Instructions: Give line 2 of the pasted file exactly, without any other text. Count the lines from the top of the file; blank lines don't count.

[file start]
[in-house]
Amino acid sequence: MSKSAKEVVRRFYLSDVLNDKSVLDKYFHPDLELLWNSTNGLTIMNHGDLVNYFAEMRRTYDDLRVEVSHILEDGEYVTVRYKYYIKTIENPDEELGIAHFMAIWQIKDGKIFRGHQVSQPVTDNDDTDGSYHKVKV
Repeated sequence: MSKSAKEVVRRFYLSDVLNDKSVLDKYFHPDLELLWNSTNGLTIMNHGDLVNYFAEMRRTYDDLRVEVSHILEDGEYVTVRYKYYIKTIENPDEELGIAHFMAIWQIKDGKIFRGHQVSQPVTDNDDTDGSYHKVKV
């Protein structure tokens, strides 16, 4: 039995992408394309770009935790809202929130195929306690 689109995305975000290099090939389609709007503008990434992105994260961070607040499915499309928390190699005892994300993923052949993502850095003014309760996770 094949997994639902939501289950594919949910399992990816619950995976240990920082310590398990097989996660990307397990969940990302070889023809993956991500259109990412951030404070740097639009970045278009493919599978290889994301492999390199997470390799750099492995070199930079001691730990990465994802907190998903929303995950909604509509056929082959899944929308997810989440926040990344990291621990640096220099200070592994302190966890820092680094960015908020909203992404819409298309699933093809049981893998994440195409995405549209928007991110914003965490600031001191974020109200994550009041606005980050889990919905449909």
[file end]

Amino acid sequence: MSKSAKEVVRRFYLSDVLNDKSVLDKYFHPDLELLWNSTNGLTIMNHGDLVNYFAEMRRTYDDLRVEVSHILEDGEYVTVRYKYYIKTIENPDEELGIAHFMAIWQIKDGKIFRGHQVSQPVTDNDDTDGSYHKVKV